Mark Thompson, global privacy lead at KPMG, comments on the implementation of General Data Protection Regulation (GDPR) and what businesses need to do to get ready.
He said: “With implementation day upon us, many organisations are still scratching their heads as to what they need to do. The reality is that early on we can expect a few high profile examples will be made of non-compliant businesses, but perhaps not the tsunami some foresee.
“Though, all is not lost; businesses need to realise that even if they miss the 25th May deadline, they still have a chance to get their house in order for the long term.”
Mark raises the following practical tips to help businesses with their privacy needs and GDPR compliance:
1. Raise awareness at the board level – the board needs to understand the implications of the GDPR and need to be bought in to make enhancements. This should result in the funding being made available to undertake a privacy improvement programme.
2. Understand current state and set desired outcome – conduct a gap analysis against the GDPR to understand where your organisation is exposed to risk and determine what the risk appetite is.
3. Plan and implement – create a detailed plan to enable the desired risk appetite to be reached and undertake a privacy improvement programme to deliver against this plan.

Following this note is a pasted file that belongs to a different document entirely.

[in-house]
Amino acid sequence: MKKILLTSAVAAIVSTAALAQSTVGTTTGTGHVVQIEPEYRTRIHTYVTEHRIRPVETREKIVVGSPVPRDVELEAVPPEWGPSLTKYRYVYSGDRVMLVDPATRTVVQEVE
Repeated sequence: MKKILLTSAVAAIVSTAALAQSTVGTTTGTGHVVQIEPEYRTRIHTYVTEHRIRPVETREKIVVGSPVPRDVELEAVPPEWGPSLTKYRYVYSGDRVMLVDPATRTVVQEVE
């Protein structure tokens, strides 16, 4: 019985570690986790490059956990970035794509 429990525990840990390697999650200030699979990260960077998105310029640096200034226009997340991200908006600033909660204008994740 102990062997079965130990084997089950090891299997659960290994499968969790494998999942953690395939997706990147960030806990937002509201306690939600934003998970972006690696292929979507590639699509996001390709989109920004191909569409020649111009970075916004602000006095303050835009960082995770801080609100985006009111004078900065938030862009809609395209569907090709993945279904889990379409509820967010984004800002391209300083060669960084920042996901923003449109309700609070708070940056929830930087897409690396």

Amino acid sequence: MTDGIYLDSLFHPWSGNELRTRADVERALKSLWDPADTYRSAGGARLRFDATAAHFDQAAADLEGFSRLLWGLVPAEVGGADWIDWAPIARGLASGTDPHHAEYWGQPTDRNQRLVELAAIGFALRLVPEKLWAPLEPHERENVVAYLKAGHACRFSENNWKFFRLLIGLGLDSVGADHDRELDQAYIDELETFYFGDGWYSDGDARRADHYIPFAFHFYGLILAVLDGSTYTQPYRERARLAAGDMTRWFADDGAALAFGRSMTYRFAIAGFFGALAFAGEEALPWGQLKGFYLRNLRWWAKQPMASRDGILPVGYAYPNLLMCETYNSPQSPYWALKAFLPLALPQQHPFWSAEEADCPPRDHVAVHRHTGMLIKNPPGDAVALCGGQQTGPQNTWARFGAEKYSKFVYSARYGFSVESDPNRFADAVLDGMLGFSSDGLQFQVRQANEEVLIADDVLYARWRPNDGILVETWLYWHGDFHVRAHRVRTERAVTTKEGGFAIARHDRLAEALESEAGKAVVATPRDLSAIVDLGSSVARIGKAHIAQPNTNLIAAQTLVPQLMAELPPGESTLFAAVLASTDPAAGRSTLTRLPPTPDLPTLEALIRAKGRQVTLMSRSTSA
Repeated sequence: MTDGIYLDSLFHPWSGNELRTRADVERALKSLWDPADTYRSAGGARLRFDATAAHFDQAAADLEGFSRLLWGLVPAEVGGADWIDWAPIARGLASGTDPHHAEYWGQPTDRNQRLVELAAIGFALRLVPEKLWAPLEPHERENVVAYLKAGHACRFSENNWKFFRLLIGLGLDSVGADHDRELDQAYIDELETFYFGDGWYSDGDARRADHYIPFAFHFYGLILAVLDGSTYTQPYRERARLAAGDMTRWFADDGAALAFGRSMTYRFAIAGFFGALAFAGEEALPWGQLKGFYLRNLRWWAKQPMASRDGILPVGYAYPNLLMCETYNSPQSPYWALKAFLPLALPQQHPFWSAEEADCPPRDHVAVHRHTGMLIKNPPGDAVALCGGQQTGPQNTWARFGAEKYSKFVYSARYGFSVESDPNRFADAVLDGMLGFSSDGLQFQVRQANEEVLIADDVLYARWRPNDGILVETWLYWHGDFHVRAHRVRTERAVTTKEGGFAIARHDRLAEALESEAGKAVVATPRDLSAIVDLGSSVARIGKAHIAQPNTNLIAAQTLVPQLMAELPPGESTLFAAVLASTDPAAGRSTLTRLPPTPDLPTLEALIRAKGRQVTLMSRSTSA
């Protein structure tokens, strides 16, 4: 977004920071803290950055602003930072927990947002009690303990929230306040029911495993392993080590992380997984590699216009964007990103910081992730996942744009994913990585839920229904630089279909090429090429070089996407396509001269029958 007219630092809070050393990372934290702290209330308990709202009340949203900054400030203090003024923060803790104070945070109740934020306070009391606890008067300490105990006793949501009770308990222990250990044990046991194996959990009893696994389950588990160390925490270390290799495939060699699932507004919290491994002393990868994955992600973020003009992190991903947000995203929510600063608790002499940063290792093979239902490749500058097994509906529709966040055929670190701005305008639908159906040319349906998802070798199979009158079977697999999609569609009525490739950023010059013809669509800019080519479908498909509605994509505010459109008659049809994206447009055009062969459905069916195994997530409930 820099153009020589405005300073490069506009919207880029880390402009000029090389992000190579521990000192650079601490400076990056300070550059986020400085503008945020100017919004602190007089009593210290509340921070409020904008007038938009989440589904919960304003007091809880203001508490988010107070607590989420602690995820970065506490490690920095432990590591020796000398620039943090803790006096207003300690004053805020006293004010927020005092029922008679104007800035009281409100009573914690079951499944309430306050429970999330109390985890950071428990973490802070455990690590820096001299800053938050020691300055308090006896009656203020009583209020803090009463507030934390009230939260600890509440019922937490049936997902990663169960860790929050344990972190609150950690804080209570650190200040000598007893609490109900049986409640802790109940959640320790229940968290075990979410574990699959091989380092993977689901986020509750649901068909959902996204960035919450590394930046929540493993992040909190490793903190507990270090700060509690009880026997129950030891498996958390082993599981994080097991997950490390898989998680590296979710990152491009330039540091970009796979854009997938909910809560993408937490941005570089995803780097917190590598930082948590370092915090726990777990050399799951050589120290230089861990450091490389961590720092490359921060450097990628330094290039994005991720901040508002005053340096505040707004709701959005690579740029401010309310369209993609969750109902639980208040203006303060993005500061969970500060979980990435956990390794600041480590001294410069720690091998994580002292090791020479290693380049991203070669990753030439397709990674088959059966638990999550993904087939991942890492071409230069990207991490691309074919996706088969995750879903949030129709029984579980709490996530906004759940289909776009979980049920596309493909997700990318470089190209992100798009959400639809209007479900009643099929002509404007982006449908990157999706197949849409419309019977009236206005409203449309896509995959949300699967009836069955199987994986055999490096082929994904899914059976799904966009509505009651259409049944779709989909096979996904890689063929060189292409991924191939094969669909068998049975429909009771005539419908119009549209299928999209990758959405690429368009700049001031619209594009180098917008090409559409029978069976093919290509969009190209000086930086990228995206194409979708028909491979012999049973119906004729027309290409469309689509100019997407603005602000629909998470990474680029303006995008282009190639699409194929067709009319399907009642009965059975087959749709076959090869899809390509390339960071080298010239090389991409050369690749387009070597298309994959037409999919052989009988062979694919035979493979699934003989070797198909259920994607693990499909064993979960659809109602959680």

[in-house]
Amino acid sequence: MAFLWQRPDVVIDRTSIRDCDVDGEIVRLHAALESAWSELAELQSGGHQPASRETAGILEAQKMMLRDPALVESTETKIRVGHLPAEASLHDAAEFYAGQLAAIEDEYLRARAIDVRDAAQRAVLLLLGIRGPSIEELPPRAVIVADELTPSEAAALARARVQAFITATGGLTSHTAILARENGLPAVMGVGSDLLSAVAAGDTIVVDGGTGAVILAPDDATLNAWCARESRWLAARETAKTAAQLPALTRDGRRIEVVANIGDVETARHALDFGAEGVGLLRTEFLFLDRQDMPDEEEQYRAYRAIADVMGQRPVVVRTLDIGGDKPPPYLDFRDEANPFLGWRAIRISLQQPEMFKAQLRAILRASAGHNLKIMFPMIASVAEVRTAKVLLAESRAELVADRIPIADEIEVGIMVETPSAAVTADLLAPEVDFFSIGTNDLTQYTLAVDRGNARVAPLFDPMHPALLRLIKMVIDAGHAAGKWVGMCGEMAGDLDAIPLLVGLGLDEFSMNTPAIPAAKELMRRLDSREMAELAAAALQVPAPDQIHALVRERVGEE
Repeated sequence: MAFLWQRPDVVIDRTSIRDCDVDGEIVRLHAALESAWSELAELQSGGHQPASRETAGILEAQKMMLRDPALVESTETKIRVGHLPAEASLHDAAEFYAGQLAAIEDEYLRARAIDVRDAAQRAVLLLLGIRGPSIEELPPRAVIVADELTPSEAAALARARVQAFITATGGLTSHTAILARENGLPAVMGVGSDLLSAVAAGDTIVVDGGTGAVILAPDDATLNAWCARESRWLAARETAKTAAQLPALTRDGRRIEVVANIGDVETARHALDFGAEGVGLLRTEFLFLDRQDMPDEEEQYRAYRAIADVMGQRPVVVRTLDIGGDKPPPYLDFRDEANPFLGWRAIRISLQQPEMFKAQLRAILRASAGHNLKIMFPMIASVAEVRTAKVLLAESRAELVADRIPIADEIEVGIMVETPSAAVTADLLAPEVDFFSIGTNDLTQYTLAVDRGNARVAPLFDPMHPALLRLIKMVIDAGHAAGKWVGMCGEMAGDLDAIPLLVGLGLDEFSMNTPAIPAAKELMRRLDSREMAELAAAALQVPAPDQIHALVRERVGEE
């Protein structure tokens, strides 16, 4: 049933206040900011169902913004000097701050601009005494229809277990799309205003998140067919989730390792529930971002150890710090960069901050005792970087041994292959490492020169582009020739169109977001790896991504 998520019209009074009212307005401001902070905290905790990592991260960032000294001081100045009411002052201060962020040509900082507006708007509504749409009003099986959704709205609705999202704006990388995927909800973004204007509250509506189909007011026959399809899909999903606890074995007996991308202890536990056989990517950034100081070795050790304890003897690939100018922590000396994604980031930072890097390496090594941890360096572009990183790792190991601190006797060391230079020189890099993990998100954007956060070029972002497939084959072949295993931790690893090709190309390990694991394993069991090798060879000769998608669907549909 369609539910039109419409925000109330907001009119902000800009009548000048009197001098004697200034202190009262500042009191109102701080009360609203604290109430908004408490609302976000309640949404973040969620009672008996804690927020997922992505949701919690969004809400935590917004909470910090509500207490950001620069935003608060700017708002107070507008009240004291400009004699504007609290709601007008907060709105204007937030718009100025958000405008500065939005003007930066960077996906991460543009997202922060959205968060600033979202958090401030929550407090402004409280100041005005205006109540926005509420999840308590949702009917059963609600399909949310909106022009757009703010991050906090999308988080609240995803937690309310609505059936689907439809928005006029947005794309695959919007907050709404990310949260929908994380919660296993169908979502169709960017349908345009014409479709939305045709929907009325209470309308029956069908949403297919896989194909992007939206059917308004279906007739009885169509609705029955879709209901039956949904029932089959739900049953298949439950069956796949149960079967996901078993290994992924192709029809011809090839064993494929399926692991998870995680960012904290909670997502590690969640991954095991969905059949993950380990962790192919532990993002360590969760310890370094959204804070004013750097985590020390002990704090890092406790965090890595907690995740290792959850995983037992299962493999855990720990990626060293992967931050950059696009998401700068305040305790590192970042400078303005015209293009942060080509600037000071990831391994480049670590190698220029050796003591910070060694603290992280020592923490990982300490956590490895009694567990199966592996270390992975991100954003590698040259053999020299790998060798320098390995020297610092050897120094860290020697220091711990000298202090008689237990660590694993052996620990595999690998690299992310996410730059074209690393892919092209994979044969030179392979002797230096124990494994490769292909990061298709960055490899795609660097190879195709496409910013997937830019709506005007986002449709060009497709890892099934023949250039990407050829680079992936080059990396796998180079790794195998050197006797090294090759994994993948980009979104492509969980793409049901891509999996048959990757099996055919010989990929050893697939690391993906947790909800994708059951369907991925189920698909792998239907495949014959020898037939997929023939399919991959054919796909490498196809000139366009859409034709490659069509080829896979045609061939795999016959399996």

4. Don’t rush into major technology investments – it’s tempting to believe that GDPR software solutions can ensure full compliance but the reality though, without a clear privacy strategy and a documented roadmap, it may simply add more
5. complexity — at a considerable cost. Before considering which solutions to invest in, you must first get the basics right, starting at strong governance. Once a simpler, streamlined set of processes and roles are in place, then seek appropriate applications that meet the needs to help automate repeatable processes.
5. Be prepared for questions – privacy is a hot topic and only likely to get hotter. Reputational damage — as a result of breaches or unethical activity — can be immense, and there is a small but growing community of journalists and other stakeholders that are eager to ask difficult questions. The answer is to be media ready at all times, with a well-briefed communications team and a senior, credible, privacy-aware spokesperson/people. When dealing with customers, it’s vital that all staff are fully trained and able to anticipate questions. It only takes one poor or uninformed response — especially where a customer has a good understanding of her/his rights — to create a negative experience, as well as an investigation.